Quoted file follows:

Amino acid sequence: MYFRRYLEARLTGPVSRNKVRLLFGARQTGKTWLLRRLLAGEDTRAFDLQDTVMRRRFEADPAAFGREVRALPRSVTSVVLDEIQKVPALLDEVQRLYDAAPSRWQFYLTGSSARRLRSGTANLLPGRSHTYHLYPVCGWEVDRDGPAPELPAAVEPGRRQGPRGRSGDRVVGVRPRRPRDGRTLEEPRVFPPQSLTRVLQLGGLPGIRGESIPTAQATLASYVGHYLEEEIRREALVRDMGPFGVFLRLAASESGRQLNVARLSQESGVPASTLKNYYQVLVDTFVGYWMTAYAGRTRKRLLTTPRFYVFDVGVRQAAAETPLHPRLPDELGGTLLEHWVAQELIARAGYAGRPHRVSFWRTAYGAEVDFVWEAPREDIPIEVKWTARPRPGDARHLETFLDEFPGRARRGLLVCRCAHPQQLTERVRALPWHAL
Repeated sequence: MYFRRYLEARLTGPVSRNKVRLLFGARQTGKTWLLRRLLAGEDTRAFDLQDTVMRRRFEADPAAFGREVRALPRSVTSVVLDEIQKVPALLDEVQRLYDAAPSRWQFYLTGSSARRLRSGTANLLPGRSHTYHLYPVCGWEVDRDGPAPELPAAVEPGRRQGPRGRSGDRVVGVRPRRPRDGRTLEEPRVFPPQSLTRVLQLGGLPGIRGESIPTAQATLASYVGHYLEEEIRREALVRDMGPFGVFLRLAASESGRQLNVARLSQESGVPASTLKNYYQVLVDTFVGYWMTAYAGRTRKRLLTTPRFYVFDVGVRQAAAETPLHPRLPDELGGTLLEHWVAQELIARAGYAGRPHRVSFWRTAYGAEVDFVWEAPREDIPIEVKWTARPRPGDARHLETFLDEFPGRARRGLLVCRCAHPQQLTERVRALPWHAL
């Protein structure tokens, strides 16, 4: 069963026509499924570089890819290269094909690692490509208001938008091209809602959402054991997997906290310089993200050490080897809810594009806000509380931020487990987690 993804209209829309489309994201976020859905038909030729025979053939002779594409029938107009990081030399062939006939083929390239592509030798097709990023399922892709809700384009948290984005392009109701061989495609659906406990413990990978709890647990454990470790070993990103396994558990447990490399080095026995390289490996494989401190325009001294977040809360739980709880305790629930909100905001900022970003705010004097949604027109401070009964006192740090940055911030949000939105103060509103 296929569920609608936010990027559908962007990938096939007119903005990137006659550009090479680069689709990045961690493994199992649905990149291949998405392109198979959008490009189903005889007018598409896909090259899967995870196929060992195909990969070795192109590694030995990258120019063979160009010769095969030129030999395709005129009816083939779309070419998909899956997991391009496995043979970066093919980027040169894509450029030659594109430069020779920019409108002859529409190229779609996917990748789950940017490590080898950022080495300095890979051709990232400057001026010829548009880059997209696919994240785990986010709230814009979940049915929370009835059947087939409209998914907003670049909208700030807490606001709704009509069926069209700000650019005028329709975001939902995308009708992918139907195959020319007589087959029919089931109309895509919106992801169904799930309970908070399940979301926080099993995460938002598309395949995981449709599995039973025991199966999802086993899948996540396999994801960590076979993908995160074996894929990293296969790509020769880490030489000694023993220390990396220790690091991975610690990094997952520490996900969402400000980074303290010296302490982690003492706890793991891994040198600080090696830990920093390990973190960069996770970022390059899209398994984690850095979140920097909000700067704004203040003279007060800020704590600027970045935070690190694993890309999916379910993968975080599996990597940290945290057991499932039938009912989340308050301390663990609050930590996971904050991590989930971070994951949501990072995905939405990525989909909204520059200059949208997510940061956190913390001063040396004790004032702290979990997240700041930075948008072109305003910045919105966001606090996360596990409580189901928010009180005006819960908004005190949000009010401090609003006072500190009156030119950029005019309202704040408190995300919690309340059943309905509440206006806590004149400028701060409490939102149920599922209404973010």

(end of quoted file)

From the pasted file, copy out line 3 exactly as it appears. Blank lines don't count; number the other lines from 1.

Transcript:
């Protein structure tokens, strides 16, 4: 069963026509499924570089890819290269094909690692490509208001938008091209809602959402054991997997906290310089993200050490080897809810594009806000509380931020487990987690 993804209209829309489309994201976020859905038909030729025979053939002779594409029938107009990081030399062939006939083929390239592509030798097709990023399922892709809700384009948290984005392009109701061989495609659906406990413990990978709890647990454990470790070993990103396994558990447990490399080095026995390289490996494989401190325009001294977040809360739980709880305790629930909100905001900022970003705010004097949604027109401070009964006192740090940055911030949000939105103060509103 296929569920609608936010990027559908962007990938096939007119903005990137006659550009090479680069689709990045961690493994199992649905990149291949998405392109198979959008490009189903005889007018598409896909090259899967995870196929060992195909990969070795192109590694030995990258120019063979160009010769095969030129030999395709005129009816083939779309070419998909899956997991391009496995043979970066093919980027040169894509450029030659594109430069020779920019409108002859529409190229779609996917990748789950940017490590080898950022080495300095890979051709990232400057001026010829548009880059997209696919994240785990986010709230814009979940049915929370009835059947087939409209998914907003670049909208700030807490606001709704009509069926069209700000650019005028329709975001939902995308009708992918139907195959020319007589087959029919089931109309895509919106992801169904799930309970908070399940979301926080099993995460938002598309395949995981449709599995039973025991199966999802086993899948996540396999994801960590076979993908995160074996894929990293296969790509020769880490030489000694023993220390990396220790690091991975610690990094997952520490996900969402400000980074303290010296302490982690003492706890793991891994040198600080090696830990920093390990973190960069996770970022390059899209398994984690850095979140920097909000700067704004203040003279007060800020704590600027970045935070690190694993890309999916379910993968975080599996990597940290945290057991499932039938009912989340308050301390663990609050930590996971904050991590989930971070994951949501990072995905939405990525989909909204520059200059949208997510940061956190913390001063040396004790004032702290979990997240700041930075948008072109305003910045919105966001606090996360596990409580189901928010009180005006819960908004005190949000009010401090609003006072500190009156030119950029005019309202704040408190995300919690309340059943309905509440206006806590004149400028701060409490939102149920599922209404973010």